Indiana has been one of the hardest-hit states in a nationwide fungal meningitis outbreak that has caused more than three hundred illnesses and over twenty deaths in eighteen states. Health officials believe an injectable medication from a Massachusetts pharmacy is the source of the infection. The pharmacy has recalled the medicine and ceased its facility’s operations. It is already facing lawsuits from victims alleging injury from a defective product, and Indiana state officials are seeking to suspend its license. Some victims may also be pursuing causes of action for medical negligence against the doctors and healthcare facilities that prescribed or administered the allegedly contaminated drugs.
At least forty-three reported cases, out of a national total, so far, of 328, are in Indiana. Three of the Indiana patients have died. The total death toll, as of October 25, 2012, is twenty-four. Investigations by the U.S. Food and Drug Administration (FDA) and the Centers for Disease Control and Prevention (CDC) have determined that the fungal infection came from injections of methylprednisolone acetate, a steroid-based anti-inflammatory medication used to treat back pain. Authorities traced contaminated vials to the New England Compounding Center (NECC) in Framingham, Massachusetts. They suspect that the contamination occurred during the compounding process.
Victims are suffering from fungal meningitis, an infection affecting the spinal cord. Other types of meningitis may result from communicable viral or bacterial infections, but fungal meningitis is not contagious between people. It usually develops when an infectious fungus species gets into the bloodstream, such as through an injection, and spreads to the victim’s spine. The CDC believes it has identified the fungal species Exserohilum rostratum in at least fifty-two patients. The disease can be fatal, particularly in patients with compromised immune systems, and it can cause severe headaches, nausea, light sensitivity, and disorientation.
NECC voluntarily recalled three lots of methyprednisolone acetate on September 26, 2012. The FDA issued an advisory on October 4 to all medical professionals in the country to withhold and retain all NECC products in their inventories. It also advised them to follow up with patients who received an injection of an NECC product on or after May 21, 2012. NECC has reportedly ceased business operations at its Framingham facility while the investigation is ongoing. According to the New York Times, the company has a history of regulatory complaints. The Indiana Attorney General’s Office filed a claim with the state’s Board of Pharmacy the morning of Friday, October 26, requesting suspension of NECC’s pharmacy license.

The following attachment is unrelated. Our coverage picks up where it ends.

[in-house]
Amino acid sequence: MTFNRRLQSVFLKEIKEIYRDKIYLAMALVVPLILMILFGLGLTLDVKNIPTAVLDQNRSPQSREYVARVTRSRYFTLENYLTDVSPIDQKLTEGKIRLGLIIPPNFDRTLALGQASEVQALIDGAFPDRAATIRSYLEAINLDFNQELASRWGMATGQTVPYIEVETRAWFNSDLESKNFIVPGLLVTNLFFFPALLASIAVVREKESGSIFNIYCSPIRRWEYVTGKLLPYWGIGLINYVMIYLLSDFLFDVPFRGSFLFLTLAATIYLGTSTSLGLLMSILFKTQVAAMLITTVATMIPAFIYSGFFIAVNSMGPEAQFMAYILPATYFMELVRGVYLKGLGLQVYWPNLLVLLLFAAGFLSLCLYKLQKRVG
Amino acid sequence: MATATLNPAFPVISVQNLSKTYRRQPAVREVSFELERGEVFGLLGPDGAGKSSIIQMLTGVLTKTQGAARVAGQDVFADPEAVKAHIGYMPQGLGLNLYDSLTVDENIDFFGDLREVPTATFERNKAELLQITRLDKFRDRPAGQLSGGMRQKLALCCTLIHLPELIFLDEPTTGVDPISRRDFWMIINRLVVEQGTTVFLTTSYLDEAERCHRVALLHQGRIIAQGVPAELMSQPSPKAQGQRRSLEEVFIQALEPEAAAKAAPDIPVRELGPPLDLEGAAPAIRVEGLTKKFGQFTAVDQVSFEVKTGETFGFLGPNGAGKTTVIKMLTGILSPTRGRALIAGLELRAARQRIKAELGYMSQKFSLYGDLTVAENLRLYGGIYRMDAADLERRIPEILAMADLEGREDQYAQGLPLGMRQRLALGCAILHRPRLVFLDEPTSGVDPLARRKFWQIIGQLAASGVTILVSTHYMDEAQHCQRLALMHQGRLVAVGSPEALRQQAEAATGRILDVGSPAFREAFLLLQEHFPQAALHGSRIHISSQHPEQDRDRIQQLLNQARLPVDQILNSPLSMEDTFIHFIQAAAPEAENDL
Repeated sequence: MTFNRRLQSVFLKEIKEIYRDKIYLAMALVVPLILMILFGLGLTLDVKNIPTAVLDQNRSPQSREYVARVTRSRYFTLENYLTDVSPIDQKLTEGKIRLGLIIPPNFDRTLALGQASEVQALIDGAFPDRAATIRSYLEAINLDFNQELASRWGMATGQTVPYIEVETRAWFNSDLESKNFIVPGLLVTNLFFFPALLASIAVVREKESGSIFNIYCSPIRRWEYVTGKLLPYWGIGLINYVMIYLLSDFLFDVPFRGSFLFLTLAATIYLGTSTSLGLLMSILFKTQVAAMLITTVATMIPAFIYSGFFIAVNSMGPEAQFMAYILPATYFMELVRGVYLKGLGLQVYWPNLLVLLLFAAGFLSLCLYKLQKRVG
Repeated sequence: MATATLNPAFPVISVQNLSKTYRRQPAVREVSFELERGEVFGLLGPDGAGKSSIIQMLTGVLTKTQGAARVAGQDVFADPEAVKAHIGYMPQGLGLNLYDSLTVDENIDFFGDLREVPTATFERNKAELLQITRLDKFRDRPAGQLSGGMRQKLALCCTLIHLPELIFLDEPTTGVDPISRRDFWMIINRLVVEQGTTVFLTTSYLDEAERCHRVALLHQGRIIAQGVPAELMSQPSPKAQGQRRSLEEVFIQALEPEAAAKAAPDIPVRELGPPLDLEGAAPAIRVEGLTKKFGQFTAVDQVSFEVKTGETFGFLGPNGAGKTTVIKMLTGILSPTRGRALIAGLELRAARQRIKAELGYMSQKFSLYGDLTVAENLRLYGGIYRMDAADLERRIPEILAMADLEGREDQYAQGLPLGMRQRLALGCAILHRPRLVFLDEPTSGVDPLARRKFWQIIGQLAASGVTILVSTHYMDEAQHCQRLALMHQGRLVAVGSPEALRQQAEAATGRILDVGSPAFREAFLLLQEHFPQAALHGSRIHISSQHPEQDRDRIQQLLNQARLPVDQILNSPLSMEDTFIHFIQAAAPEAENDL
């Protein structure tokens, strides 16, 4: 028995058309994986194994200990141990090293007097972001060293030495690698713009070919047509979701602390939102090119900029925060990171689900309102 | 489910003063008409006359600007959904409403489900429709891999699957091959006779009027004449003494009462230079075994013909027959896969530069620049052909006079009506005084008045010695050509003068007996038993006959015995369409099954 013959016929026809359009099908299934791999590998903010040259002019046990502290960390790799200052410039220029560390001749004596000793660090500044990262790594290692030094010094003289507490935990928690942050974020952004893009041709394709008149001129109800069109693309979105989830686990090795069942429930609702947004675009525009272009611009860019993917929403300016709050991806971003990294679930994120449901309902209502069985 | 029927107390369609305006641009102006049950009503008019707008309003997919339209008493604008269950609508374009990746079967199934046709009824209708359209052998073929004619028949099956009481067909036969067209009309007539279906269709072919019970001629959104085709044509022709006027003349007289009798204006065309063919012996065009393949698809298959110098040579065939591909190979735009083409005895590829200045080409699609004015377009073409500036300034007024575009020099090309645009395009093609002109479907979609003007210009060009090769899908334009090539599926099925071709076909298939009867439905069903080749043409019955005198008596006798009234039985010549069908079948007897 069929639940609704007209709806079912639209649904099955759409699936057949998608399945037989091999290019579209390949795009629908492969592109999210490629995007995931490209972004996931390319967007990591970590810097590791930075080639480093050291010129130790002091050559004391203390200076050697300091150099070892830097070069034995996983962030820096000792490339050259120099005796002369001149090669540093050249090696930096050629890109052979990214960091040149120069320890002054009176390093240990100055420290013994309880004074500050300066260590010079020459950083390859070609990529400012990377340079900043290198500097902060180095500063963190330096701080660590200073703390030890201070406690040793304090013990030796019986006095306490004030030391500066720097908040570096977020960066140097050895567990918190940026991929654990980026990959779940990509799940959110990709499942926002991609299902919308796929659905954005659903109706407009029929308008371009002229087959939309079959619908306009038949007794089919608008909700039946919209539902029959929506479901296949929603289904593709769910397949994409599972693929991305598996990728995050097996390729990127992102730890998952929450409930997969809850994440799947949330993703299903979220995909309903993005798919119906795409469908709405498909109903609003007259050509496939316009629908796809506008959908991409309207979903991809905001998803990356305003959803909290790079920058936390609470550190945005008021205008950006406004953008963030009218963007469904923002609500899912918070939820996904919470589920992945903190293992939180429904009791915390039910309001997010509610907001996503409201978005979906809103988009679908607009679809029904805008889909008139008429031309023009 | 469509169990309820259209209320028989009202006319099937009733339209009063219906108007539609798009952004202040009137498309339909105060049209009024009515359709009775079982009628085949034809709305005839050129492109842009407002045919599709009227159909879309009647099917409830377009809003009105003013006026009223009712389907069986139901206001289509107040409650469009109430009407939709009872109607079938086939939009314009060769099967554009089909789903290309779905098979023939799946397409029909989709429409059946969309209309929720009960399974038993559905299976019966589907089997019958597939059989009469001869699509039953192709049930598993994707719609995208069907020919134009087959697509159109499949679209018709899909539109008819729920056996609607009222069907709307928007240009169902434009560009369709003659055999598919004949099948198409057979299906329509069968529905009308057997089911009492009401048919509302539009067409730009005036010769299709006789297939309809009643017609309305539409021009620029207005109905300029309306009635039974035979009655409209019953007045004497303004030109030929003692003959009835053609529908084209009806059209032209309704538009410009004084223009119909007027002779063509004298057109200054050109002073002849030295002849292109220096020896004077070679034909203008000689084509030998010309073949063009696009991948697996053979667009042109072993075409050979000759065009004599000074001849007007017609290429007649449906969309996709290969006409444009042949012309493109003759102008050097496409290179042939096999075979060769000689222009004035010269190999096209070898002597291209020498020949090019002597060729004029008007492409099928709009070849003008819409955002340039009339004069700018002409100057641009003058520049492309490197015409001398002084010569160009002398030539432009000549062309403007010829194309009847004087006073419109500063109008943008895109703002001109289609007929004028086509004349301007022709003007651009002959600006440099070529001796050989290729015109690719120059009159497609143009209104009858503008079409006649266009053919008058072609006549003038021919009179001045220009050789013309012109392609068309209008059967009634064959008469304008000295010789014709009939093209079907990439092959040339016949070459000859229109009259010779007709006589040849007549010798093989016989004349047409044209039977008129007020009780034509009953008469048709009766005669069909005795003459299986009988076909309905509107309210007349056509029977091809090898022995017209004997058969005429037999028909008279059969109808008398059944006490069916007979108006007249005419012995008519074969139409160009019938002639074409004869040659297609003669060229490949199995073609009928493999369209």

Some victims of the outbreak have already filed lawsuits against NECC. As a “compounding center,” NECC faces somewhat different risks than a typical retail pharmacy. Compounding centers often deal with hard-to-find drugs, and they compound customized medications for individual patients. Claims against NECC may rely on a strict products liability theory, alleging that the contaminated drugs contained a manufacturing defect. As a state-licensed pharmacy, NECC also has a professional duty of care in the preparation of prescriptions, and a breach of this duty could lead to liability for medical negligence. Doctors and other medical professionals could face similar liability if plaintiffs can prove that they were negligent in prescribing or administering the contaminated drugs.
The personal injury attorneys at Parr Richey Frandsen Patterson Kruse represent the interests of Indiana accident victims and their families, helping them to obtain compensation for their damages. To schedule a free and confidential consultation with one of our lawyers, contact us today online or at (888) 532-7766.
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Indiana Department of Health Says 2010 Had Highest Number of Reported Medical Errors in Five Years of Collecting Data, Indiana Injury Lawyer Blog, August 13, 2012
Photo credit: ‘FDA microbiologist working in a biosafety laboratory tests for high risk pathogens in food’ by The U.S. Food and Drug Administration (FDA_Lab_Irvine_3405) [Public domain or Public domain], via Wikimedia Commons.